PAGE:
World Building and the Info-dump

Readers love a rich universe that feels expansive. Creators that have been successful with that task have a nearly endless supply of material available to them to craft more stories. There is always something new to explore in a world that is as complex and interesting as our own. This is why fan fiction, movies, and other creations are so rampant – particularly for excellent fictional worlds; the backdrop of the story is deep enough that it always feels that there is another tale just around the corner, waiting to be told.

There is a fine edge to walk when developing such extensive frameworks, particularly in the sci-fi and fantasy genres. Balancing enough information for the reader to understand and be interested in a new world – with different social customs, cultures, technology, even physics – against overloading them with facts is tricky. Too much and the reader is left lost and confused, having to reread paragraphs or whole pages, constantly refer to tables, charts, or maps, or *gasp* put down a book all together. Too little and the world doesn’t feel real enough. Belief can be suspended for almost anything. A ring that gives ultimate power, and invisibility? I’m with you. Swords made out of light? No problem. A planet supported on the back of a huge space turtle? I’d buy that. However, every reader needs a reason that these things should make sense. Rules for why and how magic works. Probability for the unknown in the vast reaches of space (and a bit of humor). Without framework and a semi-logical constraint system, even the most interesting world can fall apart. Poorly executed world-building ruins the most important task of a fantasy or sci-fi work: transporting the reader to another place.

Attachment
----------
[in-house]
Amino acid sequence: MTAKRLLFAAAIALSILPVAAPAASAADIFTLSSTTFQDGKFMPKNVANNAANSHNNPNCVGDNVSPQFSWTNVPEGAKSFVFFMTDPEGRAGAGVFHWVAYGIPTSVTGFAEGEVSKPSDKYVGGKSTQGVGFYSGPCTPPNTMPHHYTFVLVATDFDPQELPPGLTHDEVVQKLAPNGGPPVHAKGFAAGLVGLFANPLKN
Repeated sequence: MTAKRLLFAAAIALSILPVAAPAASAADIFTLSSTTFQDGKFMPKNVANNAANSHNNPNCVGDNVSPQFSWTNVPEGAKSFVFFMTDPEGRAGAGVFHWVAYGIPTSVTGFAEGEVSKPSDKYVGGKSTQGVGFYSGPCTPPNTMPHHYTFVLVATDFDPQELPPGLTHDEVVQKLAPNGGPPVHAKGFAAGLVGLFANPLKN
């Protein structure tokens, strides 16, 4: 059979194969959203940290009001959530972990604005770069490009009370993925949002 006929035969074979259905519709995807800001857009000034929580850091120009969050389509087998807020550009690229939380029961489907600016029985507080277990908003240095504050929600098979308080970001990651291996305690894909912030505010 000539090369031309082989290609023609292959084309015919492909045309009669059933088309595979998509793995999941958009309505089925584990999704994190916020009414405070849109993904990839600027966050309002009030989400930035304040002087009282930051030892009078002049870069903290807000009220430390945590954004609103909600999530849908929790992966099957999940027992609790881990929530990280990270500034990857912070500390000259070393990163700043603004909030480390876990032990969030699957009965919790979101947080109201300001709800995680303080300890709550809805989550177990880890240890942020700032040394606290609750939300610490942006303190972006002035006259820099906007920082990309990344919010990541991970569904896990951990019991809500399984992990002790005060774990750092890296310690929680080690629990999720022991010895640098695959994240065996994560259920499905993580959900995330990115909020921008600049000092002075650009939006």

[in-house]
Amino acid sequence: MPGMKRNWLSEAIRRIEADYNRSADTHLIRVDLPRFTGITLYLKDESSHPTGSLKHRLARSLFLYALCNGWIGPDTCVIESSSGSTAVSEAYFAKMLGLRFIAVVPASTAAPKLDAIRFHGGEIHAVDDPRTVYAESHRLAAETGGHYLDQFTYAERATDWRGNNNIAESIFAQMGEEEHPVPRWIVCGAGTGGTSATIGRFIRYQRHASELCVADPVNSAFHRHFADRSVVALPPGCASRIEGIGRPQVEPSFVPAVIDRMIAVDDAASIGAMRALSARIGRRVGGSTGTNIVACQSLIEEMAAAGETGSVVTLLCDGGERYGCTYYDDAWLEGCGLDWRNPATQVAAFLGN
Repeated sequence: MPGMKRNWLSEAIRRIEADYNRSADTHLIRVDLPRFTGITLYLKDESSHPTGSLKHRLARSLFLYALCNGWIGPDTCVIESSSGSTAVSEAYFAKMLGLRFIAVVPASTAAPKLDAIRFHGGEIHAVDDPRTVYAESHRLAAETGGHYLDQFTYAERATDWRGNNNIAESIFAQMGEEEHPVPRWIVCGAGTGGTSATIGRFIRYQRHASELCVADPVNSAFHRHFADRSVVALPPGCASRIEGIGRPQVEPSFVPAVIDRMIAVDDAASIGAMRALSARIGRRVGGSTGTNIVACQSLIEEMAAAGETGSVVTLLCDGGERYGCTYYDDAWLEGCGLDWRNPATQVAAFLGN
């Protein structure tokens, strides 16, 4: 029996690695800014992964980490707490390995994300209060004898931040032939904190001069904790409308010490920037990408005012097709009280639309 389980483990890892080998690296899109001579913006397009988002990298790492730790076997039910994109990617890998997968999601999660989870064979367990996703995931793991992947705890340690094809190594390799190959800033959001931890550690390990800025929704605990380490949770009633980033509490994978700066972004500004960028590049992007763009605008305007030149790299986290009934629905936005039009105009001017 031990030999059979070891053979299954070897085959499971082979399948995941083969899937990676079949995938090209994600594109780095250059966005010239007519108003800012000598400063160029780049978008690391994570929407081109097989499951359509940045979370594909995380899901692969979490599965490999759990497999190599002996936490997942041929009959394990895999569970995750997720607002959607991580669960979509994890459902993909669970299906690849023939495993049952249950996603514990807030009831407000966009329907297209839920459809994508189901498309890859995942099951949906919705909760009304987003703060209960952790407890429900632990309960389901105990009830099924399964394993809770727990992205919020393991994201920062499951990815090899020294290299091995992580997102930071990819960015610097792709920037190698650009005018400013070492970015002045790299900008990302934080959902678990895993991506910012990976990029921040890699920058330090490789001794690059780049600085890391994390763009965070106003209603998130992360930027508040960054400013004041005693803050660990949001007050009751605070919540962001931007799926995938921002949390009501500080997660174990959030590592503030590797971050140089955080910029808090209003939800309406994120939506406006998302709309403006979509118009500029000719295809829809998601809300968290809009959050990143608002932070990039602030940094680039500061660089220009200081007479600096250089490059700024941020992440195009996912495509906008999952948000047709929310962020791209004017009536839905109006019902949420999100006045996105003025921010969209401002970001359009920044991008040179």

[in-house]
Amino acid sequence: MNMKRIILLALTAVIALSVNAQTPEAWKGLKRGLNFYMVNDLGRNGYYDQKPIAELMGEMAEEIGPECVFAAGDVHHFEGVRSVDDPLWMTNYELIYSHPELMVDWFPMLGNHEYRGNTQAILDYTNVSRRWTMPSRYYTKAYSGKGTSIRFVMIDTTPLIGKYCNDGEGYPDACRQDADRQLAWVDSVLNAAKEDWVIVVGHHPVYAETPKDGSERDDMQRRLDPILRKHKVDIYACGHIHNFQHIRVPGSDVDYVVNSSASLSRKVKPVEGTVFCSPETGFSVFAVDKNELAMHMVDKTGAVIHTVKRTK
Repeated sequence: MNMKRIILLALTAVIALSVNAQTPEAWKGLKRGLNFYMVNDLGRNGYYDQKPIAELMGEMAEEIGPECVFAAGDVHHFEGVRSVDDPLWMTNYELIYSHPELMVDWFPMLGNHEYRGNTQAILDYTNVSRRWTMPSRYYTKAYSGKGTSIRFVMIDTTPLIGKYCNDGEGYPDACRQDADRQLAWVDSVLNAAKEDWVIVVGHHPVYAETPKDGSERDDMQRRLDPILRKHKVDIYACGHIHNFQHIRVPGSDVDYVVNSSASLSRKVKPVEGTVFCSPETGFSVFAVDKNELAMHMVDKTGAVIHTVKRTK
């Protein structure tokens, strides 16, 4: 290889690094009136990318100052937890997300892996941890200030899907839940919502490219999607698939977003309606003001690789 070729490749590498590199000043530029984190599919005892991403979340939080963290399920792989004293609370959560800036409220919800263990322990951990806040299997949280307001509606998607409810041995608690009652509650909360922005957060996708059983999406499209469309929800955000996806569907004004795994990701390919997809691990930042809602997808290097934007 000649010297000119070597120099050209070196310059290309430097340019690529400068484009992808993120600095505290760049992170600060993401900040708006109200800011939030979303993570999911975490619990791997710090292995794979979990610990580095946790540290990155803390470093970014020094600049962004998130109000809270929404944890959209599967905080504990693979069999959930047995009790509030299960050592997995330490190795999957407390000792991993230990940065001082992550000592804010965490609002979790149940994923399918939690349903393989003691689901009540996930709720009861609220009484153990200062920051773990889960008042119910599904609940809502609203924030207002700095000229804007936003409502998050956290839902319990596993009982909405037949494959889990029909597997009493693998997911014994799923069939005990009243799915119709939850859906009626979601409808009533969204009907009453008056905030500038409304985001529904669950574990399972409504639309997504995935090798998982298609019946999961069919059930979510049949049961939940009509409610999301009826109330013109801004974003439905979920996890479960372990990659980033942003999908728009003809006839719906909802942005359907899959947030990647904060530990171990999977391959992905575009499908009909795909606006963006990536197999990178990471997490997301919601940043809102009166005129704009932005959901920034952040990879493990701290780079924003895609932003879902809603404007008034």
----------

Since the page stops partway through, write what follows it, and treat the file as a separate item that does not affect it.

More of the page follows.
Barghest is set in our world, in the future. There is no magic, but there is a significant amount of technology that does not exist today. Some of that, like the  armor suits Maker and her fellow soldiers use and gene therapy, is based on actual research being done today. Other things are a bit more far-fetched, like faster than light travel. Those concepts are based loosely on some theories about how physics might work beyond our understanding of it, and the vast amount of unknowns in the universe. I also rely heavily on fifty years of of sci-fi readers that have suspended disbelief for “warp speed”. Beyond the technology of Barghest are the cultural and social constructs, the politics of humanity more than a century in the future. I have attempted to insert that information gently into the story, using conversations between characters and inner monologues that are hopefully not too distracting. Even with those info-dumps, I still felt like I needed to give the reader a better sense of the world. I added in the headers for each chapter, either a “this day in history” or a dictionary entry that are designed to set the stage for Barghest.

The latest chapter for Barghest, Part II: Depredation has posted, and it features a flash back for Maker which I used to describe the social structure that I imagined evolved along with alien incursions and designer genes. Please read Chapter 2: Character Building and let me know what you think. Too much? Too little? Or just enough?

Leave a Reply

This site uses Akismet to reduce spam. Learn how your comment data is processed.